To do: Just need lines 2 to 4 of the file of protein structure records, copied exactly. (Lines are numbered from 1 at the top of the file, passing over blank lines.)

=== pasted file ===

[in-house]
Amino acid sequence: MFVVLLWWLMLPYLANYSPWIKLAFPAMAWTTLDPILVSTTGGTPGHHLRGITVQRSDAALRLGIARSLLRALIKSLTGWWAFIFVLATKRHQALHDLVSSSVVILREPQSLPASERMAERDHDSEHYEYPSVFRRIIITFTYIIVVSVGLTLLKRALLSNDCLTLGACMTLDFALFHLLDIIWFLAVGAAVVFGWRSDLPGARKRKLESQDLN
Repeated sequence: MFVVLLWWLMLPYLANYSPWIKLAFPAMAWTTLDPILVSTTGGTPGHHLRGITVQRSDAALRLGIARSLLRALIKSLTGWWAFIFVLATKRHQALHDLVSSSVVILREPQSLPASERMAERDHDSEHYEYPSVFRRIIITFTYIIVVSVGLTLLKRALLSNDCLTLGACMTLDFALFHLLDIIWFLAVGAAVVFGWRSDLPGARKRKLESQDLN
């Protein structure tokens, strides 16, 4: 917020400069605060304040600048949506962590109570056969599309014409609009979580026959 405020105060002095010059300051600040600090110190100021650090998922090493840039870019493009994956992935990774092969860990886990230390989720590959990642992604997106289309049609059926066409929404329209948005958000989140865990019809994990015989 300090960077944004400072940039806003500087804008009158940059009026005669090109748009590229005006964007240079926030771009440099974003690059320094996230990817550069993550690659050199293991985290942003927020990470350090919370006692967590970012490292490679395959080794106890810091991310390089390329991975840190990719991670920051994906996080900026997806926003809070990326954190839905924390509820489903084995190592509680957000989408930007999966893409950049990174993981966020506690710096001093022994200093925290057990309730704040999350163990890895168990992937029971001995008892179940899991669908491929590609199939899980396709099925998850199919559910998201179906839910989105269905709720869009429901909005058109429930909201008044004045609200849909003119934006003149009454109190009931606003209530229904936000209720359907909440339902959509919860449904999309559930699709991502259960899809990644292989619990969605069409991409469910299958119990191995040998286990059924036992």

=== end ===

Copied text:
Amino acid sequence: MFVVLLWWLMLPYLANYSPWIKLAFPAMAWTTLDPILVSTTGGTPGHHLRGITVQRSDAALRLGIARSLLRALIKSLTGWWAFIFVLATKRHQALHDLVSSSVVILREPQSLPASERMAERDHDSEHYEYPSVFRRIIITFTYIIVVSVGLTLLKRALLSNDCLTLGACMTLDFALFHLLDIIWFLAVGAAVVFGWRSDLPGARKRKLESQDLN
Repeated sequence: MFVVLLWWLMLPYLANYSPWIKLAFPAMAWTTLDPILVSTTGGTPGHHLRGITVQRSDAALRLGIARSLLRALIKSLTGWWAFIFVLATKRHQALHDLVSSSVVILREPQSLPASERMAERDHDSEHYEYPSVFRRIIITFTYIIVVSVGLTLLKRALLSNDCLTLGACMTLDFALFHLLDIIWFLAVGAAVVFGWRSDLPGARKRKLESQDLN
């Protein structure tokens, strides 16, 4: 917020400069605060304040600048949506962590109570056969599309014409609009979580026959 405020105060002095010059300051600040600090110190100021650090998922090493840039870019493009994956992935990774092969860990886990230390989720590959990642992604997106289309049609059926066409929404329209948005958000989140865990019809994990015989 300090960077944004400072940039806003500087804008009158940059009026005669090109748009590229005006964007240079926030771009440099974003690059320094996230990817550069993550690659050199293991985290942003927020990470350090919370006692967590970012490292490679395959080794106890810091991310390089390329991975840190990719991670920051994906996080900026997806926003809070990326954190839905924390509820489903084995190592509680957000989408930007999966893409950049990174993981966020506690710096001093022994200093925290057990309730704040999350163990890895168990992937029971001995008892179940899991669908491929590609199939899980396709099925998850199919559910998201179906839910989105269905709720869009429901909005058109429930909201008044004045609200849909003119934006003149009454109190009931606003209530229904936000209720359907909440339902959509919860449904999309559930699709991502259960899809990644292989619990969605069409991409469910299958119990191995040998286990059924036992």